​​Can I get a copy of someone’s Will?​

Generally speaking, the contents of a Will are private and are not able to be disclosed without the testator’s authority until after they have died.  In Australia, a Will becomes a public record when it has been admitted to probate – which may not be required in every case.  Once the Will has been admitted to probate, anyone can then request a copy from the Court.  However, there are some circumstances where you might be able to get a copy of Will without waiting for it to be admitted to probate.  

What if the testator is alive? 

There are some circumstances where you might be able to obtain a copy of the Will before the testator has died.  For example: 

  1. You can request a copy directly from the testator and the testator can decide to provide a copy to you – though, the testator can say no! 
  2. If you are the testator’s attorney under a General and/or Enduring Power of Attorney, there may be a specific power in the document that allows you to obtain a copy of the Will after the testator has lost legal capacity.  This power needs to be specifically stated in the Power of Attorney document and only the attorney can view the Will (and they have no right to change or revoke it).  Usually, this power is given so that the attorney can confirm that the sale of certain assets to benefit the testator will not defeat the intended gifting under the Will.  In some states, an attorney has the right to obtain a copy of the Will in certain circumstances – but this differs from state to state and you should get specific advice for your situation. 
  3. In some circumstances, the Court may make an order ordering the release of a copy of the Will if it is considered necessary to resolve a dispute. 

Even though you might be able to look at a Will before the testator dies, it is important to remember that if the testator has testamentary capacity, they are able to revoke and replace their Will – so what you read is subject to change! 

If you are wondering about your rights as to the release of a Will and want some advice, call us on 1300 654 590 or email us.  

What if the testator has died? 

Not every Will is admitted to probate, or you may want to see a copy of the Will before it is admitted to probate.  You will be entitled to see a copy of the Will in the following circumstances: 

  1. If you are the Executor of the Will, you are entitled to see the Will so that you can administer the Estate.  The Executor is entitled to collect the original Will.  If the Will is held by a law firm, you will usually be required to provide evidence that the testator has died and provide documents to verify your identity before the Will is released to you.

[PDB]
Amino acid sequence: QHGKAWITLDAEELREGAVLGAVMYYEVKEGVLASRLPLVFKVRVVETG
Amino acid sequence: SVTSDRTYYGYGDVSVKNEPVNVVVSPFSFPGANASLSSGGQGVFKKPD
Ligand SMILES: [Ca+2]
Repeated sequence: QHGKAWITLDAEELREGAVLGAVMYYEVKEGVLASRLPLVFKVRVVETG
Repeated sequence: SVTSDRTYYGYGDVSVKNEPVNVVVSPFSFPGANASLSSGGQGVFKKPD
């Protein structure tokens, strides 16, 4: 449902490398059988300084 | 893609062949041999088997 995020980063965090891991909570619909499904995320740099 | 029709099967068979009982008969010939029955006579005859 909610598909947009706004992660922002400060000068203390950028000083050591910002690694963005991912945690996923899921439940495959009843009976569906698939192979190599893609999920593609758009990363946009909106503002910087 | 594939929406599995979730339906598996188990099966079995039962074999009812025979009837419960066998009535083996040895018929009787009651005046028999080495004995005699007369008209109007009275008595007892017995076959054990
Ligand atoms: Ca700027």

2. If you are named in the Will or are a beneficiary under the Will.  In some states (for example, New South Wales), you just need to be named in the Will to see a copy of it.  In other states, you are only entitled to see a copy of the Will if you are named as a beneficiary.  In some states (such as South Australia), a beneficiary is not entitled to see a copy of the Will until after the Executor has obtained a Grant of Probate. 
  3. In some states, there are certain people that are entitled to receive a copy of the Will.  For example, in New South Wales, under section 54 of the Succession Act 2006 (NSW) there is a list of people who are entitled to see a copy of the Will.  However, this law is not uniform across Australia so it depends on the circumstances. 
  4. In some circumstances, the Court may make an order ordering the release of a copy of the Will if it is considered necessary to resolve a dispute. 

If you are dealing with an issue relating to access to a Will, we can help and clarify the situation.  Call us on 1300 654 590 or email us. 

Unfortunately, the rules are not uniform across Australia or straightforward.  Your entitlement to see someone else’s Will really depends on the circumstances and where the Will is located.  If you would like more information about your circumstances, call us on 1300 654 590 or email us. 

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